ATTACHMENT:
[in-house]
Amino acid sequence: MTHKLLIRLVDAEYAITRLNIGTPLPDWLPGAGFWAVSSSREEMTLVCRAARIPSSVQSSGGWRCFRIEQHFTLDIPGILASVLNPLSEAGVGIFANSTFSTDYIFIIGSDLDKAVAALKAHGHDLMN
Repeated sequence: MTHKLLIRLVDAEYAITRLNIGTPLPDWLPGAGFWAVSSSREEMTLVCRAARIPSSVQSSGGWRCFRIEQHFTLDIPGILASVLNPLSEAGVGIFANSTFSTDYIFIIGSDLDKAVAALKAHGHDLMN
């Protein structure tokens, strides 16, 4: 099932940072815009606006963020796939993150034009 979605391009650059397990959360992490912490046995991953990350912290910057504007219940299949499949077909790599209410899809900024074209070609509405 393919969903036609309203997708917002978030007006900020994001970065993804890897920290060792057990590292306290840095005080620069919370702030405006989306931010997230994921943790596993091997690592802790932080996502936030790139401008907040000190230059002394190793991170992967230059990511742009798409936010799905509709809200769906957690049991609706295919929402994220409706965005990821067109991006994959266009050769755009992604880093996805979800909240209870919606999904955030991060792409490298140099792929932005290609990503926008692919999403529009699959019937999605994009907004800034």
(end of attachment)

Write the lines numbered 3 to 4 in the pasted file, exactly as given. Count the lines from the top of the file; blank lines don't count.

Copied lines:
Repeated sequence: MTHKLLIRLVDAEYAITRLNIGTPLPDWLPGAGFWAVSSSREEMTLVCRAARIPSSVQSSGGWRCFRIEQHFTLDIPGILASVLNPLSEAGVGIFANSTFSTDYIFIIGSDLDKAVAALKAHGHDLMN
């Protein structure tokens, strides 16, 4: 099932940072815009606006963020796939993150034009 979605391009650059397990959360992490912490046995991953990350912290910057504007219940299949499949077909790599209410899809900024074209070609509405 393919969903036609309203997708917002978030007006900020994001970065993804890897920290060792057990590292306290840095005080620069919370702030405006989306931010997230994921943790596993091997690592802790932080996502936030790139401008907040000190230059002394190793991170992967230059990511742009798409936010799905509709809200769906957690049991609706295919929402994220409706965005990821067109991006994959266009050769755009992604880093996805979800909240209870919606999904955030991060792409490298140099792929932005290609990503926008692919999403529009699959019937999605994009907004800034």